Tropical Rice Pudding

Recipe Information

Total Time: 

40 minutes



Ready for a tropical excursion? Perhaps not quite as delectable as a trip to the tropics but this tasty new twist on rice pudding is sure to delight.


  • 1 cup long grain brown rice, uncooked
  • 2 tablespoon coconut oil* (see Tips & Notes)
  • 1/3 cup tapioca flour
  • 2 cup Hazelnut milk (or other nut milk* see Tips & Notes)
  • 1/4 cup sugar or honey
  • 1 teaspoon salt
  • 1 teaspoon vanilla
  • 1 teaspoon grated lemon or lime zest
  • 2 tablespoon lemon or lime juice
  • 1 cup coarsely chopped dried fruit—pineapple, papaya and/or mango


  1. Soak rice overnight, rinse well and cook in 2 1/4 cups water. Set aside to cool.
  2. Preheat oven to 325º
  3. Melt coconut oil over very low heat and whisk in tapioca flour until it is a smooth paste.
  4. Add 1/4 cup hazelnut milk and whisk until the oil and flour are evenly blended and dissolved in the milk. Whisk in the remaining milk, and then add sugar. Turn up heat to medium low and continue to whisk until the mixture thickens. (It will just be starting to boil around the edges). Remove from heat and stir in salt, vanilla, lemon or lime zest and juice.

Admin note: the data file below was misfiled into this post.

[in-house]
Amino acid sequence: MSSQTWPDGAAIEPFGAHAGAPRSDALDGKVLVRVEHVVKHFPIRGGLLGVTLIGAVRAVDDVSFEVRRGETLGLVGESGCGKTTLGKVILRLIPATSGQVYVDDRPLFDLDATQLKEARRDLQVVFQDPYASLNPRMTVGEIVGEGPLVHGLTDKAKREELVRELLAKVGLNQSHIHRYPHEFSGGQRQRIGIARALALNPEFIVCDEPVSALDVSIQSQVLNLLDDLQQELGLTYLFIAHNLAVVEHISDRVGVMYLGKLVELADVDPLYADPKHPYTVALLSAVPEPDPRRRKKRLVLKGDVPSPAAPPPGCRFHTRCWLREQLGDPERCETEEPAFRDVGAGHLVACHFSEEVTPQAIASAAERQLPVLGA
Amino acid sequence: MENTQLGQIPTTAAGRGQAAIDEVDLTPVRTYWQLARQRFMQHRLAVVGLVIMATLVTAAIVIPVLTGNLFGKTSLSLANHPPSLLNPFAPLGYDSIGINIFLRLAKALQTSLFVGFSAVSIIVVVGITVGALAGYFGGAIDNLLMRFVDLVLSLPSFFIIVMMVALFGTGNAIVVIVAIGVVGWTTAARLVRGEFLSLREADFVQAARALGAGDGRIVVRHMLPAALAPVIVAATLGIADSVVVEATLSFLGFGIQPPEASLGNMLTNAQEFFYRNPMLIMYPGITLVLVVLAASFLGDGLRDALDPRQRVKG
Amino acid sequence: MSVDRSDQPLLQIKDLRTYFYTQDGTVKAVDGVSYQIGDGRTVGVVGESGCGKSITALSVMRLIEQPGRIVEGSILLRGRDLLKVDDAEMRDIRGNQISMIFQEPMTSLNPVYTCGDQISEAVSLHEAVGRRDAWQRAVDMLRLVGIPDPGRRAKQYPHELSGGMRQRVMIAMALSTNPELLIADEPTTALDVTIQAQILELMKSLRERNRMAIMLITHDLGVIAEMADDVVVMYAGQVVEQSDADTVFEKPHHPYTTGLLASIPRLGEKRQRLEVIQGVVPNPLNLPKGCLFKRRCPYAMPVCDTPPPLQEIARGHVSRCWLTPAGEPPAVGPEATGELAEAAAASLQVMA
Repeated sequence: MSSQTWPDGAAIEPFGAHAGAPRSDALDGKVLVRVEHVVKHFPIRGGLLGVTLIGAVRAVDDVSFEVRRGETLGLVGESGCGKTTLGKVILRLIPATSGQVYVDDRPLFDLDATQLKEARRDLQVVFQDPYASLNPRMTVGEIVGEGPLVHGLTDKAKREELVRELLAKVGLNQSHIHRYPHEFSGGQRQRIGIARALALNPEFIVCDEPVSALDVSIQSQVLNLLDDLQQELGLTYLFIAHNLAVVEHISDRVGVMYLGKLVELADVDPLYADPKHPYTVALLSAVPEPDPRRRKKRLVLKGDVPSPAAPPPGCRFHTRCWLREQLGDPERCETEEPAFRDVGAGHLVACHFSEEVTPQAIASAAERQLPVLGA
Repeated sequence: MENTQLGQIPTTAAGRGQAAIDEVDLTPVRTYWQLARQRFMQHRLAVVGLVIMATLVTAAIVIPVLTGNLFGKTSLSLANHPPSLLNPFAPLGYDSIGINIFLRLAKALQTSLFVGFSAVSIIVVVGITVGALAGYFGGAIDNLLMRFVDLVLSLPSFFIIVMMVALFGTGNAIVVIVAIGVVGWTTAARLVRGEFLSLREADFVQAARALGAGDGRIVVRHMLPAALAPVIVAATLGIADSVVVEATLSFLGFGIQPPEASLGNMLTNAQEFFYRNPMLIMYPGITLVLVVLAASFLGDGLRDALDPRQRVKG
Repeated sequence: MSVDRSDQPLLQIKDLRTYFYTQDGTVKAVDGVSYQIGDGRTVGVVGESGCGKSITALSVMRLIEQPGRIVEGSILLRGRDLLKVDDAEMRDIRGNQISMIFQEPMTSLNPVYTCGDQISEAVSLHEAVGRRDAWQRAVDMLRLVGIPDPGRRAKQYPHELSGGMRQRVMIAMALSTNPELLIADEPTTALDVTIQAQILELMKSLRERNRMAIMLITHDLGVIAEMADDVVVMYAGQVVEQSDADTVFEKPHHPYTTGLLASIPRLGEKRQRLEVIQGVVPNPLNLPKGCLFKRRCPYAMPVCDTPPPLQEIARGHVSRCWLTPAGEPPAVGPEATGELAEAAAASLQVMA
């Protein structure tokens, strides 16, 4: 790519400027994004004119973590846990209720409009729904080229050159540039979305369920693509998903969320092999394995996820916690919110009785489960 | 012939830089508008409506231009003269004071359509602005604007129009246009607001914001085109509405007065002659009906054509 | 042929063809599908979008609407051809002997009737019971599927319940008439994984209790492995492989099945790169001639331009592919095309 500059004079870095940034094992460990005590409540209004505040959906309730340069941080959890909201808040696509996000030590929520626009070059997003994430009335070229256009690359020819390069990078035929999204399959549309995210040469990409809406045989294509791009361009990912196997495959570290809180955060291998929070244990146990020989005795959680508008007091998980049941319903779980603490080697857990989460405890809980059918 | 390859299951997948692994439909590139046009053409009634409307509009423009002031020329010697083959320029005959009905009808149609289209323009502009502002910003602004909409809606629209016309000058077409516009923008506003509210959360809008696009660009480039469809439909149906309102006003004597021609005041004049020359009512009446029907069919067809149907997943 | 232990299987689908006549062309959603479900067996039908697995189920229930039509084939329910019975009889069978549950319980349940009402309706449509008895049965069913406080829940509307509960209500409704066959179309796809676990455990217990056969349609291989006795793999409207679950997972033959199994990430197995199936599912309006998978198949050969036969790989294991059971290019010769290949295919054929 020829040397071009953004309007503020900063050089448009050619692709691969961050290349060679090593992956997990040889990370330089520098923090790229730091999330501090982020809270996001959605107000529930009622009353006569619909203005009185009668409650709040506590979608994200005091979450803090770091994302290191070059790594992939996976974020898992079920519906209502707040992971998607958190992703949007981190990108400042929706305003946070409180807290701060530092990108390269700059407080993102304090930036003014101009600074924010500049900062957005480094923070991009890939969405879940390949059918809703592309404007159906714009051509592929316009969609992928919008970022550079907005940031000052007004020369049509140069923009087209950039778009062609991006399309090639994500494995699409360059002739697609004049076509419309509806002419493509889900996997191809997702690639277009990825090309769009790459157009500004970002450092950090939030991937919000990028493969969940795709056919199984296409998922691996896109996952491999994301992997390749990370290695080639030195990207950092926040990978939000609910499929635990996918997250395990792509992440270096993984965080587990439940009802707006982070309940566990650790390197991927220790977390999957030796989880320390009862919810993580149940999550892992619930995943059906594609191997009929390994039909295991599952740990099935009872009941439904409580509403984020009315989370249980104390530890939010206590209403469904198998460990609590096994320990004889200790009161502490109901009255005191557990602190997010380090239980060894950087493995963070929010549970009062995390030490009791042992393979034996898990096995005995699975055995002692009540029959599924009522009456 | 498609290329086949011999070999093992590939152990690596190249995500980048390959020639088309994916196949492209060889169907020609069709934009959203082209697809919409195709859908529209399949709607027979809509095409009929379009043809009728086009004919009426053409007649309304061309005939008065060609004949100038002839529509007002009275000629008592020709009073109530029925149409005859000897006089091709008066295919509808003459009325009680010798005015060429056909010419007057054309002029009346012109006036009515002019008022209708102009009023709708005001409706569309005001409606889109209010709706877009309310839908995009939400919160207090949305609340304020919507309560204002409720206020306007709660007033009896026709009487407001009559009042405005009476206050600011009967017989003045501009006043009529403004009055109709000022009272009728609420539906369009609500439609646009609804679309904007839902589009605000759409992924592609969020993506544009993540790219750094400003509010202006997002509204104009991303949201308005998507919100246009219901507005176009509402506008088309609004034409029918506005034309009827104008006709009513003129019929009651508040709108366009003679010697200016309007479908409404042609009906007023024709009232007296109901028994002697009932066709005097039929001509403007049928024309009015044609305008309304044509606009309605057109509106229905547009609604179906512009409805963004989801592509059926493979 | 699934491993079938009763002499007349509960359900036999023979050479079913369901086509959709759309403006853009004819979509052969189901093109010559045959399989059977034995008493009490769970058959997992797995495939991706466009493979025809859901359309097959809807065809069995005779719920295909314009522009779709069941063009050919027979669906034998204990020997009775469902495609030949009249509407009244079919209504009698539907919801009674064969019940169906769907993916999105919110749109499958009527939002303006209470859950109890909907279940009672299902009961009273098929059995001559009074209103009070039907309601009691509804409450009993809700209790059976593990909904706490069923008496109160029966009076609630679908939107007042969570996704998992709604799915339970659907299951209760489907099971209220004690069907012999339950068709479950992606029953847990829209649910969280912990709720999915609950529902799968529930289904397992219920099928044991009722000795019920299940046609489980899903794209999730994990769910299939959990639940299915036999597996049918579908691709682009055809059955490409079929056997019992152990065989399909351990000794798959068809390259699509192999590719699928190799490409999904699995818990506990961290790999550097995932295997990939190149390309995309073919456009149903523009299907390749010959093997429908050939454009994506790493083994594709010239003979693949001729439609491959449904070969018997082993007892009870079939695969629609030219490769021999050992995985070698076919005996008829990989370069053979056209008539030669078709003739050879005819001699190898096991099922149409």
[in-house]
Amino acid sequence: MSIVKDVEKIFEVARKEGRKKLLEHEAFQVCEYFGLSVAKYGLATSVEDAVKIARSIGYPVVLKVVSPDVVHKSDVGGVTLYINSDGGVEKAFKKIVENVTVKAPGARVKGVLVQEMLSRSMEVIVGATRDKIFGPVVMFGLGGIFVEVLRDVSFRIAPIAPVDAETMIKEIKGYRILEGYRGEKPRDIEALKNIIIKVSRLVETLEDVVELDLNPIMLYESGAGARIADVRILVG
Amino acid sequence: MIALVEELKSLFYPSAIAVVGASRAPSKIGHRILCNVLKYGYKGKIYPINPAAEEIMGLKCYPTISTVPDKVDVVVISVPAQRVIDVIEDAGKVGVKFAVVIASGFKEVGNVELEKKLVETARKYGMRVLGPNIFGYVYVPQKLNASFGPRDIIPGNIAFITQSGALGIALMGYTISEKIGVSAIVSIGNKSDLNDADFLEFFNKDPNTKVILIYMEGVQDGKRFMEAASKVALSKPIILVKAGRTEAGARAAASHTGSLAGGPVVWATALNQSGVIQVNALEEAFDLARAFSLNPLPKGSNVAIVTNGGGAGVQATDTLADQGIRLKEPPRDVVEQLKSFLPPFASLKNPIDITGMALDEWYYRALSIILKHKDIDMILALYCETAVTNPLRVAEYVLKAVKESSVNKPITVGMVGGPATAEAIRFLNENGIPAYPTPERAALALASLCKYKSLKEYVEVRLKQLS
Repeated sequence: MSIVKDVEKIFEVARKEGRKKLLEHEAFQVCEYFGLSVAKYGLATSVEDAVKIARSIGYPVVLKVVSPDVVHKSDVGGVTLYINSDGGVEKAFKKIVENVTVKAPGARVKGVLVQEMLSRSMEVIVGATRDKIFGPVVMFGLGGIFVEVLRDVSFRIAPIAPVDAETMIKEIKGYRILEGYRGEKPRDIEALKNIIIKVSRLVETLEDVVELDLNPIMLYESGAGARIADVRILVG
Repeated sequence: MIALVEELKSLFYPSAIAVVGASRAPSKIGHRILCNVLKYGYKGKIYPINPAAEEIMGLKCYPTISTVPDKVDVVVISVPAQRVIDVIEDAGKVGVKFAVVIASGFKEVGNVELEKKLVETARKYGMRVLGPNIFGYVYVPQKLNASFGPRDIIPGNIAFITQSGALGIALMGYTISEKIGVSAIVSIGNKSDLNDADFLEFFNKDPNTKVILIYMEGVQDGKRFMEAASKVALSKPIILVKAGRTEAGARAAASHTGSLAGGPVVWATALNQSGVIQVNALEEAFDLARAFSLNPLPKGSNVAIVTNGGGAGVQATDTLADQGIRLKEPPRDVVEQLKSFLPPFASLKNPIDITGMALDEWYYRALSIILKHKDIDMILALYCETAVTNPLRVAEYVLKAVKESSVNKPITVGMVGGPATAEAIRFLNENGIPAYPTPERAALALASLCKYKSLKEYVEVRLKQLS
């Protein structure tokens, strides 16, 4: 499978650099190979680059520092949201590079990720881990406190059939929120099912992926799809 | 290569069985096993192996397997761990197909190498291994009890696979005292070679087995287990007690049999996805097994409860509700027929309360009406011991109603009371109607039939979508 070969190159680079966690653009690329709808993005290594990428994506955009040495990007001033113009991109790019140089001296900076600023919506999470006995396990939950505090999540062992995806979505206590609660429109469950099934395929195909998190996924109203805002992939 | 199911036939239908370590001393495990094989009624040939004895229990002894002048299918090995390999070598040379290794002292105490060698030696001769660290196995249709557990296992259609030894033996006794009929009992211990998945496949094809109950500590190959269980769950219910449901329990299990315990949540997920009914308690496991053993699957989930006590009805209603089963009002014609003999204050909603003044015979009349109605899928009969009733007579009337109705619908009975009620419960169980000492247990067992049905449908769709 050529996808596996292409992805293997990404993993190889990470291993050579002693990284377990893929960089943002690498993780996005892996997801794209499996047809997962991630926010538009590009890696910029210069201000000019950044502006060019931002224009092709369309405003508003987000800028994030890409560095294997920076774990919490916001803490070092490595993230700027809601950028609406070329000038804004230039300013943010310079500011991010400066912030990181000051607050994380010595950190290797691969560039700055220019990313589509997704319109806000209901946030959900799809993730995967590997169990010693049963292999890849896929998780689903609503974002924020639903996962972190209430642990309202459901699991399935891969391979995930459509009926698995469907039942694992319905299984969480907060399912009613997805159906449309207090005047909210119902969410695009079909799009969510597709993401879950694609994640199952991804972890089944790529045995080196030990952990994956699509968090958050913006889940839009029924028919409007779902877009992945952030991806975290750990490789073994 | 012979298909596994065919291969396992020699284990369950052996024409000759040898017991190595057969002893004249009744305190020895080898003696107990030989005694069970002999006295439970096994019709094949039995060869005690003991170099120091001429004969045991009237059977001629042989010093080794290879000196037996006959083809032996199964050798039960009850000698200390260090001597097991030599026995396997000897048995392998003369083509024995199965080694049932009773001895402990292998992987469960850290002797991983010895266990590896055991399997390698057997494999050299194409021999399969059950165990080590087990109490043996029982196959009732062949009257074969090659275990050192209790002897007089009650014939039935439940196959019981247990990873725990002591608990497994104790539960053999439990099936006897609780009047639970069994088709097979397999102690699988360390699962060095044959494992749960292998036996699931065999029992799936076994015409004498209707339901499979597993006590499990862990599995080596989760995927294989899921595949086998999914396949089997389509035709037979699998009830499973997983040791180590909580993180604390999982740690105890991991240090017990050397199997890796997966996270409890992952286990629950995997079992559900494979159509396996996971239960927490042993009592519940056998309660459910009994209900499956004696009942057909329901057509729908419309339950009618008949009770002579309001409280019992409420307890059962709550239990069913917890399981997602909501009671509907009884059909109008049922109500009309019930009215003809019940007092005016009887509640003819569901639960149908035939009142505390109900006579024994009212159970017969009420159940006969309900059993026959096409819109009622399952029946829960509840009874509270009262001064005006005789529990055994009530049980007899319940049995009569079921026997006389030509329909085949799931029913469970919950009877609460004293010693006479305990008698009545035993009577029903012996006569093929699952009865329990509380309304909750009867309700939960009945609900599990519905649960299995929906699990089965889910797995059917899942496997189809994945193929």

5. In a large mixing bowl, mix together cooked rice and dried fruit until fruit is evenly distributed through rice and rice kernels are not in clumps. Add seasoned milk mixture to rice and dried fruit and stir until all ingredients are evenly distributed. Spread mixture in a lightly oiled 2 quart glass baking dish and bake for 40 minutes.
  6. Serve warm or cool. Stores well in refrigerator for several days.

Tips & Notes

Ingredient Notes

  • Coconut oil can be a bit challenging to work with at first, since it is solid at room temperature. Melt it gently and use room temperature ingredients.
  • Hazelnut milk has a creamy texture that works well in this recipe. You can substitute another type of nut milk if you prefer, but check the label. If it has added sweeteners, reduce the sugar in the recipe by a tablespoon or so.

Make Ahead Tip

  • Rice is soaked to remove the enzyme inhibitors that keep it from sprouting until it’s received enough rain. These inhibitors also make it more difficult to digest, and removing them also improves flavor.
  • A rice cooker is a useful tool, as it never burns the rice.

Nutritional Information

Calories: 301, Fat: 8 g, Cholesterol: 0 mg, Sodium: 341 mg, Carbohydrate: 44 g, Dietary Fiber: 3 g, Protein: 2 g